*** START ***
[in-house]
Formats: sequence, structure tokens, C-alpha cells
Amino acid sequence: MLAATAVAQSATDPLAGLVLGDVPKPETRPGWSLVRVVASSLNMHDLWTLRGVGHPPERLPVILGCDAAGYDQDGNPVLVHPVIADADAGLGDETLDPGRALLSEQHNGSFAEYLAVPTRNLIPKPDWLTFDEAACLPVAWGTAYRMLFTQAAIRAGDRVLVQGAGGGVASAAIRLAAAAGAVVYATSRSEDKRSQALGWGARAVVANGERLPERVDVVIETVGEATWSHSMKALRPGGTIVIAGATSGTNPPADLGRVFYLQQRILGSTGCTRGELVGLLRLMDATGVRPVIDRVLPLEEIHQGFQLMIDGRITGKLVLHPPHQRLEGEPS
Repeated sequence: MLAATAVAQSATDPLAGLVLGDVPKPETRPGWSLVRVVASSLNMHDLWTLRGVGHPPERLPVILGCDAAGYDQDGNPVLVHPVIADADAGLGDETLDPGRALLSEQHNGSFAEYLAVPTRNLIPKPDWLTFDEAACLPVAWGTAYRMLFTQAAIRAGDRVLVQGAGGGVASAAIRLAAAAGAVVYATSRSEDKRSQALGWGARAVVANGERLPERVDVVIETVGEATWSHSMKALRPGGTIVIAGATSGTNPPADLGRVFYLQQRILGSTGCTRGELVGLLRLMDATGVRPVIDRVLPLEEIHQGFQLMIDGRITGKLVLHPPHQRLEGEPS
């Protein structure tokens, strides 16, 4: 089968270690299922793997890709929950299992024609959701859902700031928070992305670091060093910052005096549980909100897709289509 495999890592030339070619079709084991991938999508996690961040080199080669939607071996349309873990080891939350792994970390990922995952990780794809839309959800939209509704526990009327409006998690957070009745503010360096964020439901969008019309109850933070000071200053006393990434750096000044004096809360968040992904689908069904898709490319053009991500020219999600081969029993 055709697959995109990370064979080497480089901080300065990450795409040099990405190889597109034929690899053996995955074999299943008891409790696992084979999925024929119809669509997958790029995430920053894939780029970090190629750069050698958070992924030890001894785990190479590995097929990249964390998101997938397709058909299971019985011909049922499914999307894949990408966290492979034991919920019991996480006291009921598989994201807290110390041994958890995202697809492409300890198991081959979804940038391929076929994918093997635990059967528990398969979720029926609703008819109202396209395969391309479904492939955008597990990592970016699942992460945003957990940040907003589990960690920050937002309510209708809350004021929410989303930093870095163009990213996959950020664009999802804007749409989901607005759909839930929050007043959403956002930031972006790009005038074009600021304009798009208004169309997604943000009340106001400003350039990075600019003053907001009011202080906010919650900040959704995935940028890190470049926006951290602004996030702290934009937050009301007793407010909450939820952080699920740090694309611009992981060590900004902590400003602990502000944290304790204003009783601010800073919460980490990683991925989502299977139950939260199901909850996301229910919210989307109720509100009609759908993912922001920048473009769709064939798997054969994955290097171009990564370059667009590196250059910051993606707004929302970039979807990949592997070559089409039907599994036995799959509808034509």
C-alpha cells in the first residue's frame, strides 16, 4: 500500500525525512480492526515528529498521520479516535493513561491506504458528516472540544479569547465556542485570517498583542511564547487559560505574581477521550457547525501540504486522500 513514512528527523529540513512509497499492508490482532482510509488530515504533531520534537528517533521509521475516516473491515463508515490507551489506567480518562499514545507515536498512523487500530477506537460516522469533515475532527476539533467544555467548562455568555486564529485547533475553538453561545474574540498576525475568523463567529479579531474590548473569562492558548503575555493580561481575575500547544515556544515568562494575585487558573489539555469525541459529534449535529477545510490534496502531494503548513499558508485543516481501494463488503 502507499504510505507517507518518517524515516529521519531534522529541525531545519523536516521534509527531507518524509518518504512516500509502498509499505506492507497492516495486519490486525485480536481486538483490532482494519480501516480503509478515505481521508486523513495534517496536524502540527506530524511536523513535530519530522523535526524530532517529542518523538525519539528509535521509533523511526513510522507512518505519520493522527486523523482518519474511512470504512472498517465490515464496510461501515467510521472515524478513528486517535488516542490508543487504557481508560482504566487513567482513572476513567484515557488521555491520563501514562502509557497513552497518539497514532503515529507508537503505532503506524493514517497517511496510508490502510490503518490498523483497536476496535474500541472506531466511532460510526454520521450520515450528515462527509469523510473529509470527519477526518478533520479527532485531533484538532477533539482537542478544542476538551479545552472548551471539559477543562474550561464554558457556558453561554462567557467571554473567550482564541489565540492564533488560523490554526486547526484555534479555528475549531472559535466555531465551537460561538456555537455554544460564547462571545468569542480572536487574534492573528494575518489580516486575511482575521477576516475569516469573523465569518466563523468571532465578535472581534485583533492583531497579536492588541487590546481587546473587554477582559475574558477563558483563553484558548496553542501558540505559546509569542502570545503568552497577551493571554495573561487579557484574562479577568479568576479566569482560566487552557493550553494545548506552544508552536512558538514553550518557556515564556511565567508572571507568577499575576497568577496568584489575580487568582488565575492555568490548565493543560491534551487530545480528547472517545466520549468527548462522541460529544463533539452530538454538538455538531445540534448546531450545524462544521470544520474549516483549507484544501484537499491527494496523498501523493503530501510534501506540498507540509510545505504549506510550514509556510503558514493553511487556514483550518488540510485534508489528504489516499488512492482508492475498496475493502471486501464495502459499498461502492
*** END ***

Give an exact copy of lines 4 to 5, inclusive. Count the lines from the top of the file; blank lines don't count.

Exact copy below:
Repeated sequence: MLAATAVAQSATDPLAGLVLGDVPKPETRPGWSLVRVVASSLNMHDLWTLRGVGHPPERLPVILGCDAAGYDQDGNPVLVHPVIADADAGLGDETLDPGRALLSEQHNGSFAEYLAVPTRNLIPKPDWLTFDEAACLPVAWGTAYRMLFTQAAIRAGDRVLVQGAGGGVASAAIRLAAAAGAVVYATSRSEDKRSQALGWGARAVVANGERLPERVDVVIETVGEATWSHSMKALRPGGTIVIAGATSGTNPPADLGRVFYLQQRILGSTGCTRGELVGLLRLMDATGVRPVIDRVLPLEEIHQGFQLMIDGRITGKLVLHPPHQRLEGEPS
């Protein structure tokens, strides 16, 4: 089968270690299922793997890709929950299992024609959701859902700031928070992305670091060093910052005096549980909100897709289509 495999890592030339070619079709084991991938999508996690961040080199080669939607071996349309873990080891939350792994970390990922995952990780794809839309959800939209509704526990009327409006998690957070009745503010360096964020439901969008019309109850933070000071200053006393990434750096000044004096809360968040992904689908069904898709490319053009991500020219999600081969029993 055709697959995109990370064979080497480089901080300065990450795409040099990405190889597109034929690899053996995955074999299943008891409790696992084979999925024929119809669509997958790029995430920053894939780029970090190629750069050698958070992924030890001894785990190479590995097929990249964390998101997938397709058909299971019985011909049922499914999307894949990408966290492979034991919920019991996480006291009921598989994201807290110390041994958890995202697809492409300890198991081959979804940038391929076929994918093997635990059967528990398969979720029926609703008819109202396209395969391309479904492939955008597990990592970016699942992460945003957990940040907003589990960690920050937002309510209708809350004021929410989303930093870095163009990213996959950020664009999802804007749409989901607005759909839930929050007043959403956002930031972006790009005038074009600021304009798009208004169309997604943000009340106001400003350039990075600019003053907001009011202080906010919650900040959704995935940028890190470049926006951290602004996030702290934009937050009301007793407010909450939820952080699920740090694309611009992981060590900004902590400003602990502000944290304790204003009783601010800073919460980490990683991925989502299977139950939260199901909850996301229910919210989307109720509100009609759908993912922001920048473009769709064939798997054969994955290097171009990564370059667009590196250059910051993606707004929302970039979807990949592997070559089409039907599994036995799959509808034509």